Dealing in perspectives.

We all see things differently. Sometimes the way we see things line up perfectly, and we agree on the perspective from which we’re staring. Most of the time, the red that I see is not the same red that you see. To look through your eyes could either look very similar to what I see, or it could be a complete opposite, or inverse. Neither of us would ever know it by looking through our own eyes, because we’ve lived with the way we see ever since we could see.

This isn’t a post about seeing eye-to-eye, or everyone having their own opinions about thing. It’s just about perspective. I see examples everyday of people using their perspective as a crutch, or as an excuse to be rude, or to have things “my way or the highway”, or as a direct gateway to stress when it’s completely unnecessary to do so.

I’ve always found stress to be a funny thing. It’s completely a result of perspective. Yes, we all hit times in our lives where the old saying “when it rains it pours” is a perfect description of either a hot or cold or shitty streak that we’re going through. (No gross pun intended.) And at those times, we can’t help but feel trapped, or alone, or under so much pressure that our world — the one in our minds — will collapse upon our failure.

But really, we do it to ourselves. It takes a lot for me to feel stressed. Or at least it takes a lot for me to show signs of stress. And even in the few times that people have told me “this is the first time I’ve ever seen you stressed”, it’s really not even that bad. I use this form of meditation, I suppose, (or maybe just daydreaming or imagination) where if I encounter a so-called problem, I “zoom out”. Rather than hide in a shell, I zoom out my perspective to see the bigger picture. Sometimes it’s just looking at myself in the situation. Sometimes it’s zooming out to an imagined view of my city. Sometimes it’s all the way out into the universe. The point is, if I do that, it helps me realize a few things: I’m not alone, I’m not the only one going through this problem, and there are definitely worse things happening out there that make this seem like an absolute waste of energy. Then I zoom back in and act accordingly.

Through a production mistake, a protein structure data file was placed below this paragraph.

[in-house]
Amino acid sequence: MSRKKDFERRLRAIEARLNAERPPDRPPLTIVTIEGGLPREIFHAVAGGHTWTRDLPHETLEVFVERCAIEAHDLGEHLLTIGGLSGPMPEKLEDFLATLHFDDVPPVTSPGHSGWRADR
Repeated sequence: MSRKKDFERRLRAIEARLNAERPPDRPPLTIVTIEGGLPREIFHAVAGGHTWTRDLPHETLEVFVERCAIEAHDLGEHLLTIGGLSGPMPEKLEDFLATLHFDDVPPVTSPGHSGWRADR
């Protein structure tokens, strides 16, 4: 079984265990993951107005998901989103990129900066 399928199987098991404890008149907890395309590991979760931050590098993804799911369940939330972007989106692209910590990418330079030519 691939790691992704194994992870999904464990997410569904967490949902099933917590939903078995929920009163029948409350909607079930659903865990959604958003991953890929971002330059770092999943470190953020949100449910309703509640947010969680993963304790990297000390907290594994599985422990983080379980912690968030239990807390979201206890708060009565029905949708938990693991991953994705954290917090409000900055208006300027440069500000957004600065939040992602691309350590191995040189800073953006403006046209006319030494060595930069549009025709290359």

I feel like those who get really stressed, really easily, are zooming forward into a future possibility where everything falls apart, and they project that as their reality, instead of just dealing with what can be dealt with in the moment. The future is mostly unpredictable. Some things are just out of our control, and there’s absolutely nothing we can do about it, so what is the purpose of turning into stress? It’s like racing to a red light: pointless.

Use your perspective. Change it, even. You’d be surprised how much stress fades away, or even fails to materialize when you just play around with your own perspective. I dare you to try it.

There are many versions of this flow chart out there, but this is basically how I keep myself almost entirely stress free. I’m no monk, and I could definitely use more meditation, but if you’ve ever met me or anyone that knows me, you probably already know that I’m always cool, and I mean that in relation to stress. (But also, I’m pretty fucking cool.)

– Mickey

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